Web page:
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Title: The theoretical foundations and empirical consequences of policy prescriptions for the U.K. energy market
Author: Remington, Paul James
ISNI:       0000 0001 3513 6870
Awarding Body: University of Surrey
Current Institution: University of Surrey
Date of Award: 1977
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The objective of this thesis is two-fold. First to consider the theoretical foundations of fuel policy and secondly to undertake an empirical investigation of the impact of the fuel oil tax on the rate of contraction of the coal industry. Chapter One is concerned with the selection of Paretian welfare economics as a theoretical basis for empirical work. The restrictive nature of the Paretian assumptions is examined and a possible social welfare decision rule for the energy sector identified. The construction of the rule is postulated to be dependent on the concept of Government embodied in the various market adjustment mechanisms which are sufficient, although not necessary, to satisfy the conditions for Paretian optimality. Two such mechanisms are identified; the Interventionist and workable competition adjustment processes. Chapter Two considers a historical perspective of the Interventionist adjustment process noting the close ties between Government and other power groups. Chapter Three studies the fuel oil tax and suggests that in terms of Paretian optimality an improvement in the efficient use of resources could have been obtained by making lump-sum redundancy payments to miners rather than imposing the tax. This solution is identified as a workable competition alternative, although it is possible that an Interventionist policy could recommend the same solution. Chapter Four develops this theme by considering, qualitatively, the other policy instruments used to slow down the contraction rate of the coal industry. The impact of Government price restraint on the C.E.G.B.'s power station plant ordering programme is discussed. Chapter Five critically appraises the theoretical inconsistencies of both Paretian welfare economics and workable competition. The arbitrary nature of intervention is further examined and in consequence a liberal energy policy alternative is discussed along with suggestions for further research.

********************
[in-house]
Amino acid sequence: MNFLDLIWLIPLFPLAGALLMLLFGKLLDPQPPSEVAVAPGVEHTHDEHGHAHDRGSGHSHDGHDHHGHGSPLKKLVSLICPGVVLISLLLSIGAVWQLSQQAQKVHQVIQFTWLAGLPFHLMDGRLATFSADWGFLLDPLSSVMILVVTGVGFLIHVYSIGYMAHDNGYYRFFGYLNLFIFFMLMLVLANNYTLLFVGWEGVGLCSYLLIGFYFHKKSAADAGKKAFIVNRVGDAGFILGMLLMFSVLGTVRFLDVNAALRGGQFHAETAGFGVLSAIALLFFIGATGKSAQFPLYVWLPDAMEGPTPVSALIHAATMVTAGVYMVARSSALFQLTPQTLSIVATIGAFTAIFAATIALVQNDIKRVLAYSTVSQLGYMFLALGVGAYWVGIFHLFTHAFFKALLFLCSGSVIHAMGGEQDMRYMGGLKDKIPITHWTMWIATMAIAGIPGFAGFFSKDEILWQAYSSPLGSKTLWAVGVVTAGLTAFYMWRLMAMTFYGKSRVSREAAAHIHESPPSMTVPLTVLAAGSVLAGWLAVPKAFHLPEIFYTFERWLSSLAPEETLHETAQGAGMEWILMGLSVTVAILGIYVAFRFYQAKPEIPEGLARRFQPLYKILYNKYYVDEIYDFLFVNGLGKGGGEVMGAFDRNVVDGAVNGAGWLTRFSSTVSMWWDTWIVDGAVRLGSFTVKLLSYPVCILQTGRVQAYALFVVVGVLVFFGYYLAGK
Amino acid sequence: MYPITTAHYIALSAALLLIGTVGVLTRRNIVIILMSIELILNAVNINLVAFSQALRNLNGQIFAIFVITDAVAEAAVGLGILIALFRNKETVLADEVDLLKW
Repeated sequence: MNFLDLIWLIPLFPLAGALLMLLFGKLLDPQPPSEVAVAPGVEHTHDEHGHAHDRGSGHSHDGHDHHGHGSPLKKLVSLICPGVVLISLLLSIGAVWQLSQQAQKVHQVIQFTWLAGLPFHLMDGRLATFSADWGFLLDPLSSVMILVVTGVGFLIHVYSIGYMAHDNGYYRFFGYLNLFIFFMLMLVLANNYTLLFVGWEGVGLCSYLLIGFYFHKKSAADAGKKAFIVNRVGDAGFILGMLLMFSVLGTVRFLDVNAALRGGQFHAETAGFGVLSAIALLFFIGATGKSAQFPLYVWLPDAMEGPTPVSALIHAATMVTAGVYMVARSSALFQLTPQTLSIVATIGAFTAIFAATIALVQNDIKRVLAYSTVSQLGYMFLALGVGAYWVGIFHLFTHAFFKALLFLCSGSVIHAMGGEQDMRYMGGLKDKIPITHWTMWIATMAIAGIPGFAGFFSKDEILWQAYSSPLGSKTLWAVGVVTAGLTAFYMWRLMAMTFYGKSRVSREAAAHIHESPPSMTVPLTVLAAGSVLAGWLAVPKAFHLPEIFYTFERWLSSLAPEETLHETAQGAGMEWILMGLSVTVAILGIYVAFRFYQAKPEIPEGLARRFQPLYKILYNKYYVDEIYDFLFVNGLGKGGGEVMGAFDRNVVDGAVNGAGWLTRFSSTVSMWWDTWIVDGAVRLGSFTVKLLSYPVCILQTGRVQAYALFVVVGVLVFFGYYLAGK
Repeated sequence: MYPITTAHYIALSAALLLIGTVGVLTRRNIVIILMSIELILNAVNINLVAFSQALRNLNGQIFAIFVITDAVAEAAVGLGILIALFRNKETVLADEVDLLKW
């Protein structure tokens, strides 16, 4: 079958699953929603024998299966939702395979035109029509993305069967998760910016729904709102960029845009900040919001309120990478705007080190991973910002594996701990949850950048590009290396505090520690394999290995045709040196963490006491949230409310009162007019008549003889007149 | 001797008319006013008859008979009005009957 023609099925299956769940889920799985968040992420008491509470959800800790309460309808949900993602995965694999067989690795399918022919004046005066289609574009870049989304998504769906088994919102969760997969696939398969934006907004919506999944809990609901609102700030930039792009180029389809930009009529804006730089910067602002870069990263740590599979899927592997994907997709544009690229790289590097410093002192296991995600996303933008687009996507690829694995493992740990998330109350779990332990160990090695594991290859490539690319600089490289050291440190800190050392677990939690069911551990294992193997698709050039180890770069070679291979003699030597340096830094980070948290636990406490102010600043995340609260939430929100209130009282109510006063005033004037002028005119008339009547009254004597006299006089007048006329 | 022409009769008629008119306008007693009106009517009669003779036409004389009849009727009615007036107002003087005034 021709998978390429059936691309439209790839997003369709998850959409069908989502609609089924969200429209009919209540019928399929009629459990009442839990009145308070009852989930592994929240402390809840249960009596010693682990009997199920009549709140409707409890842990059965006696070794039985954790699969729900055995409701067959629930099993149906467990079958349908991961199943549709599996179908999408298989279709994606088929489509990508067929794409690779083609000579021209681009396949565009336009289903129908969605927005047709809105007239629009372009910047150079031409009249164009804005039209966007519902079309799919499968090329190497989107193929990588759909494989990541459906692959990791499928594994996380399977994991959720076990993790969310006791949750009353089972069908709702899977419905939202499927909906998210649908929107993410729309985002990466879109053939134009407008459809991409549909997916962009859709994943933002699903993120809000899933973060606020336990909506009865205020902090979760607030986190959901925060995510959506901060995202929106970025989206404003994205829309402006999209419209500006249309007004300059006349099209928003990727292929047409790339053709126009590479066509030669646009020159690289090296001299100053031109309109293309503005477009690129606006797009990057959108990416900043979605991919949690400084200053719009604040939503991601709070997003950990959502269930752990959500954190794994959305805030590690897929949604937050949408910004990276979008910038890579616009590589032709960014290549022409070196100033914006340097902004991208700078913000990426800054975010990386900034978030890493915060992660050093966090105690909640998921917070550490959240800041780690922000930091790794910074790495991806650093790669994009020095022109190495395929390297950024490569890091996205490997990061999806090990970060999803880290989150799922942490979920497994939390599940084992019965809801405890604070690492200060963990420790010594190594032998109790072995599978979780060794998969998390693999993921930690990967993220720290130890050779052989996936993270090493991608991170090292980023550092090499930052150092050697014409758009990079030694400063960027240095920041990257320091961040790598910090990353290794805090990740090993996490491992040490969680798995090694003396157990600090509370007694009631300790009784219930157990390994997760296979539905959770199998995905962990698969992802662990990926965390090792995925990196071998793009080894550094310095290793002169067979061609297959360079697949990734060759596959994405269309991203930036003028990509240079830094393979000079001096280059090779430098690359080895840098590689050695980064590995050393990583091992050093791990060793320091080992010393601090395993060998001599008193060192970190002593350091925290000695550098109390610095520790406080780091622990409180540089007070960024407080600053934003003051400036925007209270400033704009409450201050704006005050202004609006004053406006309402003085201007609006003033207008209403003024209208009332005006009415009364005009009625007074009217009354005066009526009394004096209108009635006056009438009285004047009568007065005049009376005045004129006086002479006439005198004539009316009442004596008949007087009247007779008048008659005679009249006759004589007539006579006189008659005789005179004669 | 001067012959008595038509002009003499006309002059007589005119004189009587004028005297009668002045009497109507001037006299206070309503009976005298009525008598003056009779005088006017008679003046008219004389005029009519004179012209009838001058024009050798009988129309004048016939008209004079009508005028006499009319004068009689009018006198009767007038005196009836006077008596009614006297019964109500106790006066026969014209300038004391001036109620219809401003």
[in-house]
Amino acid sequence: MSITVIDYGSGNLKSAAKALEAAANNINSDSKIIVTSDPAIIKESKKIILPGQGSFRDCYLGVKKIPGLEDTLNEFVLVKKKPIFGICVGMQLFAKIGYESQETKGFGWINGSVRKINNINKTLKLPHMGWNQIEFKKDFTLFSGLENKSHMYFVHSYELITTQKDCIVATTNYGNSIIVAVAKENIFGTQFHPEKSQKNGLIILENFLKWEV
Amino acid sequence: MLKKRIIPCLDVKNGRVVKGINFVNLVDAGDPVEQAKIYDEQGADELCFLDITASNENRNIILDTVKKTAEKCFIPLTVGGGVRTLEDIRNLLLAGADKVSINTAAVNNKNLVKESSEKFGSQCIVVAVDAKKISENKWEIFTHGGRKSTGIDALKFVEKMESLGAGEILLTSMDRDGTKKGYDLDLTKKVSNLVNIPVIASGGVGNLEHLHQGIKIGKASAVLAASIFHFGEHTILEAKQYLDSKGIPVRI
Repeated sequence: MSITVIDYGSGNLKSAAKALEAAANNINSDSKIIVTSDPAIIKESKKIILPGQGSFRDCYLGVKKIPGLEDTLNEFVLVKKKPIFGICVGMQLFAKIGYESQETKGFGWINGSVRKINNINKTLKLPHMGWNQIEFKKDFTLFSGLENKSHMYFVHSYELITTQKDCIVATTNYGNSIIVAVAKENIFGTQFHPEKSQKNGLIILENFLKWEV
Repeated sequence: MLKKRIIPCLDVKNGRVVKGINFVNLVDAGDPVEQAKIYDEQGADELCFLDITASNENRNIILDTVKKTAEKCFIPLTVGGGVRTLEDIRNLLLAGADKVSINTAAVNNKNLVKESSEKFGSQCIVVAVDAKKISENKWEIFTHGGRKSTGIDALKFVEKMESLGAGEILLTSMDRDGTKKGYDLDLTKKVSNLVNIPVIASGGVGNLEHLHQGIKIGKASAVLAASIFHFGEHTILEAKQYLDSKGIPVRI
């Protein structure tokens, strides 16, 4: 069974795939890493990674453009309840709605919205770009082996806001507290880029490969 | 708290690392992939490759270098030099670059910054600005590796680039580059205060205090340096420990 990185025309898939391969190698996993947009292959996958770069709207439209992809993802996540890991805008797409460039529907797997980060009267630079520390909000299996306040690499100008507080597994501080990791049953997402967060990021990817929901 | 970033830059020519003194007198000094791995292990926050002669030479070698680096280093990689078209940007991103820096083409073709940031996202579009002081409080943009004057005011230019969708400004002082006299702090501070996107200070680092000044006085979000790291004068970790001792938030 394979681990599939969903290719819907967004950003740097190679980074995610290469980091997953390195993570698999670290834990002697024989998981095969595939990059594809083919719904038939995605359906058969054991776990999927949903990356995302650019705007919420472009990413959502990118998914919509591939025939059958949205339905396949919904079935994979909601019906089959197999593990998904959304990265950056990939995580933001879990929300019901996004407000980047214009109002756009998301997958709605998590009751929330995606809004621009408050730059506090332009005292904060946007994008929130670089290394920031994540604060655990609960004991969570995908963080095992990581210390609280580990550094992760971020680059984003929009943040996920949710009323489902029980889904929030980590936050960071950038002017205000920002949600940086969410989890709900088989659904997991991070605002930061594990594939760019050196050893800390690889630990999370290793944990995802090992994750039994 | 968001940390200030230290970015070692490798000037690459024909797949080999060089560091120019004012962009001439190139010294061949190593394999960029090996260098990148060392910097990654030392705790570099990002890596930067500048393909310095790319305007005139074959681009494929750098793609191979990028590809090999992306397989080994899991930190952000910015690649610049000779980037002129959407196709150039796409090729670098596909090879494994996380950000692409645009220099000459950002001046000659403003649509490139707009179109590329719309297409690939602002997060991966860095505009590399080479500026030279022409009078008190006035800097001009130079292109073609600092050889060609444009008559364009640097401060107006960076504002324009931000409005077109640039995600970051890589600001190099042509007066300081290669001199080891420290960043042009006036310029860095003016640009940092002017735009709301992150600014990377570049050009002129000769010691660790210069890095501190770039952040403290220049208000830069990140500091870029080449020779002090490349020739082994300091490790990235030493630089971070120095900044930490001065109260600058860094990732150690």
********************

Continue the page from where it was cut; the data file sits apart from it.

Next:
Supervisor: Not available Sponsor: Not available
Qualification Name: Thesis (Ph.D.) Qualification Level: Doctoral
EThOS ID:  DOI: Not available